It is not clear that this is better in the US, but alas the US is closer to Sweden in economic terms than 30 years ago, so perhaps this point doesn't count anymore.

@Damien:

Not true, car ownership is high than ever, because despite the vast railroad network (which is deemed for the POOR), trains are the worst possible transit option if you have very specific needs (small town to small town transit etc.).
So, no, if europeans had the means to afford 2 or 3 cars easily, they would do it!
Heck, if petrol and car taxes weren't as high as they are, I'd buy a car myself (or 2).

JPIrving writes:

Funny, I'm moving to Sweden on the 20th for grad school...

Denmark and Sweden are, on the whole, fantastic countries in my anarchocapitalist opinion. Sure there are some ugly buildings from the 70's, but most cities are filled with magnificent architecture from Sweden's long free market period. Imagine how rich they would be had they listened to Hayek instead of Myrdal...

Worth noting: aside from taxation, Denmark is the freest economy in the world on the Heritage Foundation's index. Even Sweden has pretty solid economic freedom when compared to other European countries. The bureaucracy is also less lazy and rude than in the U.S.

Fredrik writes:

The conference in Stockholm looks really interesting, http://www.mps2009.org/?q=node/1

But 8100 sek (1 130 USD) is almost 8000 more than I am willing to pay (Not including dinners etc)

Colin K writes:

About ten years ago I took a job with a German company and was sent to Wuerzburg for training. They put me up in a company apartment and I was rather surprised to discover that the building had a washing machine but no dryer.

When visiting co-workers homes, I was struck by the relative spareness of the decor and furnishing. Also, nearly everyone in my age group (25-35) rented; the one exception had inherited their house from parents. Back in the US, at least 50% of my peers owned, and this was in a high-cost urban area. On the other hand, my German peers got a lot more vacation.

As for quality of food, traditional German food seemed underappreciated and excellent, even coarse everyday stuff from the supermarket. OTOH, I have never gotten a glass of really good fresh orange juice anywhere on the continent, and there is a conspicuous lack of good Chinese restaurants. But there were a lot of very good Italian ones, so that might be a wash.

Neil D writes:

Translation:

All my preconceived notions of libertarianism, conservatism, and American exceptionalism will be reinforced by whatever I see since I do not process new information that might change my mind.

Just stay home, Mr Caplan.

Stephen Smith writes:

Why is homeownership a sign of wealth/freedom? Also, France and the UK have some great Chinese food restaurants. As for Mexican, though, unless they have some good ones in Spain, you're out of luck.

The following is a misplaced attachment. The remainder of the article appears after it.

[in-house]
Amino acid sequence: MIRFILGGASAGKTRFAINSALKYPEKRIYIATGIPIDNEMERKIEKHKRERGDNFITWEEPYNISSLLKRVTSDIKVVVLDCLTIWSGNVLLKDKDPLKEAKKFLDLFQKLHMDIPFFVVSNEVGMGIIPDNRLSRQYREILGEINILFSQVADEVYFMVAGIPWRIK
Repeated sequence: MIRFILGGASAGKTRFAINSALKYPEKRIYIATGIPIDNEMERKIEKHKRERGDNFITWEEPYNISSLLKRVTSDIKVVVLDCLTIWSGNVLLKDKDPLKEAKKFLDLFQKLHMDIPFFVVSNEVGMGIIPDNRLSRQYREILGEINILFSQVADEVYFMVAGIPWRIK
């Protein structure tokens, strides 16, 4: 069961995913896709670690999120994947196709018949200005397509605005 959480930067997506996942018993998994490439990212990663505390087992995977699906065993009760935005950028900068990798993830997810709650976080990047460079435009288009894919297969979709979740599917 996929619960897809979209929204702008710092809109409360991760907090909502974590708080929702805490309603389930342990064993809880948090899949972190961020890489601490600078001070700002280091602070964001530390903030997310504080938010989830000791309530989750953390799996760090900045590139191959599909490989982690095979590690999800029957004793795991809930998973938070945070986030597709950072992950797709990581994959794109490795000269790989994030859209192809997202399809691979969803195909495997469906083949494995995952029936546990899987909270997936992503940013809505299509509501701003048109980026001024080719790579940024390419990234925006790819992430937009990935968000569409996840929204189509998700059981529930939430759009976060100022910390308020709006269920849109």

Slugger writes:

I have a totally crazy idea. How about going to one of these countries without any preformed ideas? Then, when you get there make some independently verifiable observations. Collect a lot of these observations. Publish them in a way that others can criticize your observed data. Finally, after having digested the data, make a hypothesis about the systems in those nations that contain falsifiable predictions.

Daublin writes:

Several posters object that the "vital dimensions" might not be universally desirable, but instead a reflection of culture. I expect the contrary, that people who are better off in Denmark also consume more of those vital dimensions you list.

I expect yes. I bet the wealthier all eat meat, get bigger houses, and drive cars.

Ben Hoskin writes:

Lauren- I've amended Wikipedia.

Slugger- Bryan's already done all of that, he's given us his admirably falsifiable predictions, and now he's going to test them.

Robert writes:

Lauren: Yes, the quote is from a discussion in 1986 in Napa Valley, CA that was "managed" by the Fraser Institute. Visit this pdf for broader context:

http://www.fraserinstitute.org/commerce.web/product_files/FreedomDemocracyEconomicWelfare.pdf

Here is the direct quote from page 61 of discussion transcript.

"Fortunately, as the Friedmans will no doubt be happy to hear, my criticisms are the same as for The Road to Serfdom, another book which had a major intellectual impact on me. The authors of both of these books, I now think, had cloudy crystal balls. The basic problem with The Road to Serfdom was that it offered predictions which turned out to be false. The steady advance of government in places such as Sweden has not led to any loss of non-economic freedoms. This is particularly impressive because I doubt that any government before 1917 had obtained control of anything even close to the 65 percent of GNP now flowing through the Swedish government. I know many Swedes (and also Norse, Danes, Dutch and English) who are very upset with the sacrifice of control over so much of their earnings, but none who regard themselves as unfree in any other sense."